A recent Gallup poll finds that Americans’ confidence in each of the three major media platforms—television news, newspapers and Internet news—has plummeted to record lows.
When asked to identify from a list of 17 vital American institutes which they had a “great deal” or “quite a-lot” of confidence in, more than a thousand participants ranked the three platforms consistently below par.
Television news, the most prominent medium, has fallen to a historic new low. In 1993, at the beginning of the Clinton administration, 66 percent of Americans expressed confidence in TV news. Now only 22 percent place their confidence there—a four-point plummet from last year.
Only the U.S. Congress fared worse than TV news with a feeble 7 percent confidence rating.
Confidence in American newspapers has fallen to less than half of what it used to be at its apex. In 1979, 51 percent of Americans placed their confidence in print institutions, but today only 22 percent express confidence in newspapers.
While news sites have reached newfound prominence on the Internet, their confidence ratings continue to lag behind. Internet news sources garnered 22 percent of American’s confidence in 1999 at Gallup’s only previous measure. Fifteen years later, confidence remains anemic at 19 percent.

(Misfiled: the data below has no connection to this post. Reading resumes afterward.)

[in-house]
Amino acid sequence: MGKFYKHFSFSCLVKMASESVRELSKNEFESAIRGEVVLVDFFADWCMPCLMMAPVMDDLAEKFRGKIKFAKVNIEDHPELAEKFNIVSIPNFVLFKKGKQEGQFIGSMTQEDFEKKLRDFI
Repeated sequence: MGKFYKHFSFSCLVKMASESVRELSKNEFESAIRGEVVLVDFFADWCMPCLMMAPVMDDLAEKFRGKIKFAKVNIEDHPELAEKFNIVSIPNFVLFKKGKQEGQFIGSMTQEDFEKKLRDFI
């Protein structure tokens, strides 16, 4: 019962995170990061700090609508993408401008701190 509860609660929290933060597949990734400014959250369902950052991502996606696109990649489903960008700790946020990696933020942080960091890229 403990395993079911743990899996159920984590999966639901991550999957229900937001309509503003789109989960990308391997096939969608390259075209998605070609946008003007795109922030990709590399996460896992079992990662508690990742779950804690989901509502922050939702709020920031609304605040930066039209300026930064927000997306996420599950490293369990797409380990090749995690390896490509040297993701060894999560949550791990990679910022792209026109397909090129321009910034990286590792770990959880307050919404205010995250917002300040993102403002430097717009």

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Behind these figures, Geoffrey Lysaught sees failed responsibility. The Heritage Foundation group vice president for strategic communications explained “there is nothing more important to the defense of liberty than high-quality journalism.”
According to Lysaught, these numbers are indicative of the contemporary media’s practice of allowing opinion and bias to supplant facts and evidence in their reports. “The American people are smart and they know when news media are advocating as opposed to educating.”
Gallup’s poll was based on interviews conducted June 5-8 with 1,027 adults. It has a margin of error of plus-or-minus 4 percentage points.